Two years have passed since Habiba, a graduate of the education department at Kunduz University, began filling out applications for a teacher’s post at a local school.
For Habiba and the approximately 600 local women vying for public sector jobs, the route to employment has been fraught with disappointment: Officials have been known to demand bribes of 50,000 Afghani ($850), the equivalent of 10 months' pay, for hiring female teachers, and women often encounter sexual harassment during job interviews.
A new initiative to employ more women in the public sector has lifted Habiba’s hopes. The Kunduz government has pledged to increase the number of women it employs from the current 3 percent to 20 percent. The new quote system requires public sector employers to give preference to women who score up to five points lower than male candidates on a job application.
"Out of the 500 posts in the government sector in Kunduz, a big chunk will go to women," Habiba says. “Women consider this a wonderful opportunity. ... I don’t know why people think women aren't capable of reaching the same work results as men."
The quota system is part of a "clean hands" campaign to thwart corruption among Kunduz bureaucrats. “Women are very less involved in corruption than men," says the governor of Kunduz, Mohammad Omar Sapai.
He recalled his visit to the Kunduz Women's Affairs Directorate, one of the province's few government departments that employs women. The female staff arrived on time while the male staff arrived late and left early, Sapai says. "Women … are fully committed to their work," he adds.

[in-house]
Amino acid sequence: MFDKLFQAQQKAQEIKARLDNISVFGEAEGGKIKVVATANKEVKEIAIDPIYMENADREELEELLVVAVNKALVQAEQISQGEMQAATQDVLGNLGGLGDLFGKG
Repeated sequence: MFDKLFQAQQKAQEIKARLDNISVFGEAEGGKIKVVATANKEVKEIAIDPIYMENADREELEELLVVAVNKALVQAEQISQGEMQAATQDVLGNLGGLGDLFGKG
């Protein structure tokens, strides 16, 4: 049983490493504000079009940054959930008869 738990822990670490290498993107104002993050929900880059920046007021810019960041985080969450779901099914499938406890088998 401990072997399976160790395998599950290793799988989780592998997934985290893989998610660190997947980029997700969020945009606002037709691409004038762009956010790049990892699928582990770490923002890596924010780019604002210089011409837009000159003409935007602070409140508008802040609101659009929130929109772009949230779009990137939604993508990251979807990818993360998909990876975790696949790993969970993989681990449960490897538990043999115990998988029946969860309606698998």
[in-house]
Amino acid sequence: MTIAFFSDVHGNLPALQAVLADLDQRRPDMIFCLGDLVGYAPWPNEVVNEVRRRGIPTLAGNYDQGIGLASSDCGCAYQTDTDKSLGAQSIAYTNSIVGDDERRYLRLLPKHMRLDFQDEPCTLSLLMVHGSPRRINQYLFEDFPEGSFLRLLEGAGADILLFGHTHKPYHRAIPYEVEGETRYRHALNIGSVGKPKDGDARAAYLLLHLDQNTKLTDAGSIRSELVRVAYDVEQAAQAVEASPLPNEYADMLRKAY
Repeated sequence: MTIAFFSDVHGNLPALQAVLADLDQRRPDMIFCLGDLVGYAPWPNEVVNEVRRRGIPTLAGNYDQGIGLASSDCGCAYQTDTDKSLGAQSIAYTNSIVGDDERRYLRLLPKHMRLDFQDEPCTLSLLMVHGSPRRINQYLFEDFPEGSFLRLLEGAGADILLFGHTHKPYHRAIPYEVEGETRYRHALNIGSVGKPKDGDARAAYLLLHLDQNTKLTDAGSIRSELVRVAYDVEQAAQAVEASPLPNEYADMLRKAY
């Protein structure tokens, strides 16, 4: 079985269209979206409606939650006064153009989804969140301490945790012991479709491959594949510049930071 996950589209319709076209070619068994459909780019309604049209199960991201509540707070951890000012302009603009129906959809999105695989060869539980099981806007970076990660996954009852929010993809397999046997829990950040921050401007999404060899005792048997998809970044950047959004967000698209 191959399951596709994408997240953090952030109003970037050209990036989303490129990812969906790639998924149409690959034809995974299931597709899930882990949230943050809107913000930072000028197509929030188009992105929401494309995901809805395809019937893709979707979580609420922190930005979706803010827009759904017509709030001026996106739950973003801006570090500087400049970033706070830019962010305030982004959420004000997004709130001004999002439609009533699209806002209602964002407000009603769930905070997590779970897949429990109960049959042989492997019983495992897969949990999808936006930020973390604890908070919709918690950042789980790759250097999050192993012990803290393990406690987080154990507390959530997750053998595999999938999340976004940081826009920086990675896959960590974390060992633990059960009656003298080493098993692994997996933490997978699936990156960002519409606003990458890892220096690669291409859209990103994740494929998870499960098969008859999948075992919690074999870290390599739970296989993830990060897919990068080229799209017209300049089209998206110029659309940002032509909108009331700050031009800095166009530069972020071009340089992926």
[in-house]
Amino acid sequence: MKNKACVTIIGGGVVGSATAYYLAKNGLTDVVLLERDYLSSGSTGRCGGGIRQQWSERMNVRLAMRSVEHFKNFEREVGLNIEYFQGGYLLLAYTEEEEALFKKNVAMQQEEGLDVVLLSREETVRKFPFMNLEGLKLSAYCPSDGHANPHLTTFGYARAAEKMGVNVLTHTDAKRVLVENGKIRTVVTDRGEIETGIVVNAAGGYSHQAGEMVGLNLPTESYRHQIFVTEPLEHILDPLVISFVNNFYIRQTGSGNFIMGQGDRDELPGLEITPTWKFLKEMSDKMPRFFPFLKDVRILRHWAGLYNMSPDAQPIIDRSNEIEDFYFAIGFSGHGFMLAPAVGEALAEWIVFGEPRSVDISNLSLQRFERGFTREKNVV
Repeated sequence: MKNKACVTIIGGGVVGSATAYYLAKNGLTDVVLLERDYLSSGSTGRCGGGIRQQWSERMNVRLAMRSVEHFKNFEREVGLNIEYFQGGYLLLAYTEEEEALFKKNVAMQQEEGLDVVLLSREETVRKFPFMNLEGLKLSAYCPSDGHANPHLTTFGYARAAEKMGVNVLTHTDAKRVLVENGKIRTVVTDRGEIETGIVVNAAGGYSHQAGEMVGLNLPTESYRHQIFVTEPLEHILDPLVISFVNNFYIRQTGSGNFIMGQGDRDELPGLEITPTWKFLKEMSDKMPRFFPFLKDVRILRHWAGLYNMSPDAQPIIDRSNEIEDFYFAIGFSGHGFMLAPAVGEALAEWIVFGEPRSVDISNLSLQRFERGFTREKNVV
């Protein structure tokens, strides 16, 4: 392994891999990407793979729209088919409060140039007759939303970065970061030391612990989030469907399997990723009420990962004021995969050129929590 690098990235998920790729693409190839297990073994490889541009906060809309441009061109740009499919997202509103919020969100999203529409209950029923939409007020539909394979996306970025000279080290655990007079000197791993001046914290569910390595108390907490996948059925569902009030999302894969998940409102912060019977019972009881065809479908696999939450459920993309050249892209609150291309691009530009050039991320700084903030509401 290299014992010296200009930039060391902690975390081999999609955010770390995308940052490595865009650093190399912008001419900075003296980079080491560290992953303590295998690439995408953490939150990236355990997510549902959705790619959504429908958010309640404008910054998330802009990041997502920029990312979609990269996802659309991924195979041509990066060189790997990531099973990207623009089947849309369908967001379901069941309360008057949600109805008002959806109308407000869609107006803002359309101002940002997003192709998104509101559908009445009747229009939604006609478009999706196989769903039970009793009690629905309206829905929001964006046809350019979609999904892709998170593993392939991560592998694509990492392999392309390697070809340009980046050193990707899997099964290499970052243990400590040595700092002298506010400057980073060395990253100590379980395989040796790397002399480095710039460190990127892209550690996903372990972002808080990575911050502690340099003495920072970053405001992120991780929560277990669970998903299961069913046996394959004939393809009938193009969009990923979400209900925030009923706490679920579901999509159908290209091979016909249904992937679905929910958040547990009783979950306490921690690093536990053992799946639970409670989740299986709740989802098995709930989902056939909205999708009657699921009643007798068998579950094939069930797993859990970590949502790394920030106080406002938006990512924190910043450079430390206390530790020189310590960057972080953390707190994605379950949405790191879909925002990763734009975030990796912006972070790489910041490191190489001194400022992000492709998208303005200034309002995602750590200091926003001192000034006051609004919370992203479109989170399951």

The number of women working in the Kunduz public sector is significantly lower than in neighboring Badakhshan, where almost 80 percent of teachers are women. Badakhshan also hold government-procured jobs in adjacent provinces, where they commute on recently constructed roads.
In 2008, a gathering of women’s rights activists demanded a greater role in the Kunduz government, which at the time only employed women in the Women Affairs Directorate. The women criticized the former mujahedin commanders who took control of Kunduz following the fall of the Taliban in 2002 for nepotistic practices that create obstacles for the recruitment of women. “Some of the officials appointed their relatives to posts in their departments, paving the way for institutional corruption," Sapai says.
Kunduz Deputy Governor Hamdullah Danishi, a former mujahedin commander, denies the allegation that female candidates had been disadvantaged by previous provincial administrations. "There were no objections to the recruitment of women in the government sectors in the past, but now the governor’s office has created special incentives to ensure their employment," he says.
Filling The Void
Sapai notes that Kunduz Province has some of the lowest numbers of female public sector employment in Afghanistan. Out of the 68 officials employed in his own office, only two are women, he adds.
The new quota system will give preference to female candidates seeking political and leadership positions in the provincial government. After their applications are processed, the women will be invited to take assessment tests and will automatically receive five more points than their male counterparts. In addition, 20 percent of the vacancies will automatically be filled by female candidates.
"If there is unfairness and discrimination against anyone, they should present documentation so that the member of the hiring committee is referred to attorney’s office," Sapai adds.
In the great hall at the provincial government headquarters, some 600 women recently gathered to fill out applications for the newly available jobs.
"In the government sectors, there is a scarcity of female employees," says Rubina, one of the female applicants at the event. She holds a degree in economics and accounting, and says she has been looking for a job for several years. "Today, many of these women have joined together to fill that void."